She employs Elizabeth-Jane to make it convenient for Henchard, her old lover, to call on her. This extract is from the beginning of the book and the family seem to be in a bit of financial strain. Although Henchard never tells Lucetta exactly how he "lost" his wife, he does tell her he has a wife who is probably dead, but who may return.
The townspeople publicly shame Henchard and Lucetta in a skimmington ride. Michael Henchard, looking for something to drink, enters into a tent where an old woman is selling furmity, a liquid pudding made of boiled wheat, eggs, sugar, and spices.
By the time Elizabeth-Jane, who months later is married to Donald Farfrae and reunited with Newson, goes looking for Henchard to forgive him, he has died and left a will requesting no funeral.
Also, he is very sincere and treats his friends and loved ones with the utmost care. He does not realise Henchard is his enemy, even though the town council and Elizabeth-Jane both warn him.
This further expresses the fatal flaw of Henchard is his uncontrollable emotion as it has already flared up once and cost him his family, now it dramatically changed his view with the public. The sailor, Richard Newson, convinces Susan Henchard that she has no moral obligations to the husband who sold her and her child.
Henchard starts in the novel as a hay- trusser travelling in need of some business at a fare. He begins to bark out prices like an auctioneer, upping the cost of his wife and child when no one takes his offer.
However, an old woman discloses to the village that Henchard is the man who years earlier sold his wife and child. Lucetta asks Henchard to return her old love letters, and Henchard asks Jopp to take them to her.
In a western seaport, he is told that three persons answering his description emigrated a short time before. The rivalry and jealousy for the most part is one-sided, and Farfrae conducts himself with scrupulous honesty and fair dealing. When royalty visits Casterbridge, Henchard wishes to regain his old stature in the village and forces himself among the receiving dignitaries.
Lucetta confesses that in her absence she and Farfrae have been married. Upon his recovery, he hires out to Farfrae as a common laborer.
To rejoin polite society Lucetta would have to marry him, although Henchard is already technically married. What follows next, is certainly a little out of the ordinary, and this book provides and interesting plot, that is sure to brighten up any boring day.
Henchard's financial difficulties persuade him that he should marry Lucetta quickly. He does things that he regrets. Henchard is confused as to how to make good on his bad acts.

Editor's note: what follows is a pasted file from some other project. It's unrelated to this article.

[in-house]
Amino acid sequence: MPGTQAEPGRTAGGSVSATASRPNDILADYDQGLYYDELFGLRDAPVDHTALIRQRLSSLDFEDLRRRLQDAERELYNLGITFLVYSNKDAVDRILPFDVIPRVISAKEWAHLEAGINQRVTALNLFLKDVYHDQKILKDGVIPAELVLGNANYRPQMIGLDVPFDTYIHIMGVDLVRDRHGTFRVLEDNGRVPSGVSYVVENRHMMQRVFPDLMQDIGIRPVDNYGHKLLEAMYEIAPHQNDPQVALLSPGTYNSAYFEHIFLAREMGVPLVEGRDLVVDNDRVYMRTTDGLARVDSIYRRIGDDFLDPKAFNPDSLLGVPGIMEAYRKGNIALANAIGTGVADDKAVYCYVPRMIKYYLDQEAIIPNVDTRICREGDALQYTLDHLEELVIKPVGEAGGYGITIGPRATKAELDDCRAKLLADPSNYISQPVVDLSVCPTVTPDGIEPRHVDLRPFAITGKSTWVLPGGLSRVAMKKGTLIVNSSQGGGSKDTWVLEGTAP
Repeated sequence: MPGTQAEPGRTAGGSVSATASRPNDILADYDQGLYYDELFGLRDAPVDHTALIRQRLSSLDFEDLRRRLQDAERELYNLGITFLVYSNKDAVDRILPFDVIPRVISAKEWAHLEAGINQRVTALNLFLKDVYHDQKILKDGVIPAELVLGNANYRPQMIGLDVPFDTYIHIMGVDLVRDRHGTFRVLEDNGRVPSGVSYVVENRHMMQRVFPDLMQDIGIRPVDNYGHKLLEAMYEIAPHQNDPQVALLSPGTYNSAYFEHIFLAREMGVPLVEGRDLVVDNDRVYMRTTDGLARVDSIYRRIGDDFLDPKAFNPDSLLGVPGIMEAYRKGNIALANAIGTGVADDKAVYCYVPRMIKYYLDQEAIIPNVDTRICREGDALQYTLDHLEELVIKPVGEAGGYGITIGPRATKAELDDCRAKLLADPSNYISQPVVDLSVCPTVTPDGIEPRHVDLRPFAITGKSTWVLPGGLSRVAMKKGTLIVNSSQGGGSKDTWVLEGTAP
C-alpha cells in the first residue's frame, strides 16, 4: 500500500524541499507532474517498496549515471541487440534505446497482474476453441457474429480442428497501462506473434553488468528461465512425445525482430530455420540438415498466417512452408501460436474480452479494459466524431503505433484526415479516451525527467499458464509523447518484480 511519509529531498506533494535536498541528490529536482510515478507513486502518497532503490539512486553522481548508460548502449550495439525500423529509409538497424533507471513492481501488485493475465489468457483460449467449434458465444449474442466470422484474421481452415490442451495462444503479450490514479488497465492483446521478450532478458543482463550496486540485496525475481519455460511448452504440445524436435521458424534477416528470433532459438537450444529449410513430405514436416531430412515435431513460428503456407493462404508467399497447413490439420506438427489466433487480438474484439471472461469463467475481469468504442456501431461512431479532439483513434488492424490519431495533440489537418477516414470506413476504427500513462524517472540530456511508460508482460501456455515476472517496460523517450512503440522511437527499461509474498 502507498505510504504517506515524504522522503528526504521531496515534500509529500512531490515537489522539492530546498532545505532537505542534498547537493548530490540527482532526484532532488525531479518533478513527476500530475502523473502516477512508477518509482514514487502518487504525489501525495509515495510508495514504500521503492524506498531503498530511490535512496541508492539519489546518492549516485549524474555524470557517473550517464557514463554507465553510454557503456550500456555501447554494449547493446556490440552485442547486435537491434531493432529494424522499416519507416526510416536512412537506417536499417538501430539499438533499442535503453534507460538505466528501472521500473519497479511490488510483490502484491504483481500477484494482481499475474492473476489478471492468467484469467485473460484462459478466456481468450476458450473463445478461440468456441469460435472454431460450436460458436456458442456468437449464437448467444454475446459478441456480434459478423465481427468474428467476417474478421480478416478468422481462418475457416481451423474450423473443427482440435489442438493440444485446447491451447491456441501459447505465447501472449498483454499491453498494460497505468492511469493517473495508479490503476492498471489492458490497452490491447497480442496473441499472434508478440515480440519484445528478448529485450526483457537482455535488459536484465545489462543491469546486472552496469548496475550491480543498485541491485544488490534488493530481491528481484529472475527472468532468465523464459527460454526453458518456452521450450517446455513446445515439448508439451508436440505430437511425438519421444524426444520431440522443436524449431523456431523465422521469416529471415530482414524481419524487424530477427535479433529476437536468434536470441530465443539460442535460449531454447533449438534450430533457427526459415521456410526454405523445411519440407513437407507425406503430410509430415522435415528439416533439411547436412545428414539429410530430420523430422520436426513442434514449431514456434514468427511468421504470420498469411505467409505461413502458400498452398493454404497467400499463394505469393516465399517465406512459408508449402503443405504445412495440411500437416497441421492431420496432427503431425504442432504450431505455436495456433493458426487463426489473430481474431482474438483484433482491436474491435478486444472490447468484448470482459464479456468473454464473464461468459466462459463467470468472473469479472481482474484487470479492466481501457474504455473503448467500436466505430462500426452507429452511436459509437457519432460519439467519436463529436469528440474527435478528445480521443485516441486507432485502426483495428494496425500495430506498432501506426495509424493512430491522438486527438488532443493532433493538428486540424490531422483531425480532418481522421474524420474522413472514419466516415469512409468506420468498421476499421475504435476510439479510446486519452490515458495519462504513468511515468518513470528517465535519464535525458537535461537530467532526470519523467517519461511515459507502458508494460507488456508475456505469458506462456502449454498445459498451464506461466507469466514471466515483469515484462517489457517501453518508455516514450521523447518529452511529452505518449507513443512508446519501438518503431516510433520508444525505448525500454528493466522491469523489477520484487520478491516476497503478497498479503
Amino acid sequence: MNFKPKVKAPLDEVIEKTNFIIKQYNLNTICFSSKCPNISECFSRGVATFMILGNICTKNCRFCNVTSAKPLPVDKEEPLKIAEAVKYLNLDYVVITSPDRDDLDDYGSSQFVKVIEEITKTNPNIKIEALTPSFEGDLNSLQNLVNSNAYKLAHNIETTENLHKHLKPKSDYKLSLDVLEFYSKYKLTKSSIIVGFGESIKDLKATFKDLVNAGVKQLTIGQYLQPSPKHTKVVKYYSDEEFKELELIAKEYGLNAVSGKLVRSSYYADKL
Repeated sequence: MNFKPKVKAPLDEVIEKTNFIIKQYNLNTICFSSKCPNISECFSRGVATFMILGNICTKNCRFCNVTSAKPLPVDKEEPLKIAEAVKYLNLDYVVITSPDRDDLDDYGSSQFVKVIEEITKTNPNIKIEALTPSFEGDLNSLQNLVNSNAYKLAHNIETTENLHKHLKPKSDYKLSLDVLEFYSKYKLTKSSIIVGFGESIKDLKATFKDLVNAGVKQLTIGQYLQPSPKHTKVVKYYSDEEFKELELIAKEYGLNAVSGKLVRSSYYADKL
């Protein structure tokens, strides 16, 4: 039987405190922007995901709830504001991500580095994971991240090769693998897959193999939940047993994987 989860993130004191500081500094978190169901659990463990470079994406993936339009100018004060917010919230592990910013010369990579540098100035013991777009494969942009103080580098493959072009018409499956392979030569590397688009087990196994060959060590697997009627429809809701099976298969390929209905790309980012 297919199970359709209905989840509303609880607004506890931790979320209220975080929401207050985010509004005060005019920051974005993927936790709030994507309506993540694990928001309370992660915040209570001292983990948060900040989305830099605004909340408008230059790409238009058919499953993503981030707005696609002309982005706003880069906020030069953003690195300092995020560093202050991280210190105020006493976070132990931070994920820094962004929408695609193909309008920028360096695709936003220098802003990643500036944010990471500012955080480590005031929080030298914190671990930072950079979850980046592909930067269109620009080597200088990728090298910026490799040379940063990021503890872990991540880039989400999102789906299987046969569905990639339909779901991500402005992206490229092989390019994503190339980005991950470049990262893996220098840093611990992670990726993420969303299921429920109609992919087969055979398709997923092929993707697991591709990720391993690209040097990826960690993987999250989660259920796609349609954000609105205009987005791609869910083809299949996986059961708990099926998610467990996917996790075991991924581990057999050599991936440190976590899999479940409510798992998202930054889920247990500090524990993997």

The auction begins as a kind of cruel joke, but Susan Henchard in anger retaliates by leaving with a sailor who makes the highest bid. However, on meeting Farfrae she becomes attracted to him and he transfers his attentions to her.
Farfrae has surpassed Henchard in popularity in Casterbridge. He vows never to touch liquor again for 21 years. One day, Elizabeth-Jane meets a strange woman at the village graveyard.
Eventually, Susan learns that her marriage to Newson is illegal, but before she can remedy the situation Newson is lost at sea.
Newson returns, having realized that he was duped. Plot summary[ edit ] At a country fair near Casterbridge in the fictional county of Wessex Michael Henchard, a year-old hay-trusser, argues with his wife Susan.
Susan and her attractive eighteen-year-old daughter, Elizabeth-Jane, return to Weydon-Priors. Henchard has many characteristics that contradict each other. In many occasions in the novel he acts too swiftly.
But she fears her secret affair with Henchard, if revealed, might destroy her marriage to Farfrae. Lucetta is so devastated by seeing the spectacle that she collapses, falls ill, and shortly afterwards dies.
The family eventually comes upon a fair and stops for food. Michael Henchard - As the novel’s protagonist, Henchard is the “Man of Character” to whom the subtitle of The Mayor of Casterbridge alludes.
When the novel opens, Henchard is a disconsolate twenty-one-year-old hay-trusser who, in a drunken rage, sells his wife and daughter at a county fair.
The Mayor of Casterbridge Homework Help Questions. What are the main themes in The Mayor of Casterbridge by Thomas Hardy? The most important theme. The Mayor of Casterbridge study guide contains a biography of Thomas Hardy, a complete e-text, quiz questions, major themes, characters, and a full summary and analysis.
About The Mayor of Casterbridge. The Mayor of Casterbridge by Thomas Hardy Thomas Hardy wrote the novel 'The Mayor of Casterbridge' in Two of the main characters, Donald Farfrae and Michael Henchard have a contrast in luck and Hardy uses characterisation, language, historical and social background and a craft in the structure of his novel to help bring across this point.
Video: The Mayor of Casterbridge: Summary, Characters, Themes & Analysis Thomas Hardy's novel 'The Mayor of Casterbridge' addresses the theme of remorse, the desire for redemption, and the.
An Analysis of The Mayor of Casterbridge The plot of The Mayor of Casterbridge, by Thomas Hardy, can often be confusing and difficult to follow.An analysis of the characters of hardys the mayor of casterbridge